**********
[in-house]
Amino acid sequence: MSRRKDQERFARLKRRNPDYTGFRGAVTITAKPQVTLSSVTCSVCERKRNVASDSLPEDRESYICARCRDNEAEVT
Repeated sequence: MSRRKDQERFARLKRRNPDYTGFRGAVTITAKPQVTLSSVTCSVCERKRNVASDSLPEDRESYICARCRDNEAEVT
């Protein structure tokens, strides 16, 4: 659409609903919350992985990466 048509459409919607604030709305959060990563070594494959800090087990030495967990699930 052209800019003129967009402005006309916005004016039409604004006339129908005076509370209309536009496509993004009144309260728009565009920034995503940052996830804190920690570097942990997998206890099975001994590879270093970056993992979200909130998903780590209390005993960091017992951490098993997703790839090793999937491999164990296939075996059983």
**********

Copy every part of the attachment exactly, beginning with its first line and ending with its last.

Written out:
[in-house]
Amino acid sequence: MSRRKDQERFARLKRRNPDYTGFRGAVTITAKPQVTLSSVTCSVCERKRNVASDSLPEDRESYICARCRDNEAEVT
Repeated sequence: MSRRKDQERFARLKRRNPDYTGFRGAVTITAKPQVTLSSVTCSVCERKRNVASDSLPEDRESYICARCRDNEAEVT
């Protein structure tokens, strides 16, 4: 659409609903919350992985990466 048509459409919607604030709305959060990563070594494959800090087990030495967990699930 052209800019003129967009402005006309916005004016039409604004006339129908005076509370209309536009496509993004009144309260728009565009920034995503940052996830804190920690570097942990997998206890099975001994590879270093970056993992979200909130998903780590209390005993960091017992951490098993997703790839090793999937491999164990296939075996059983």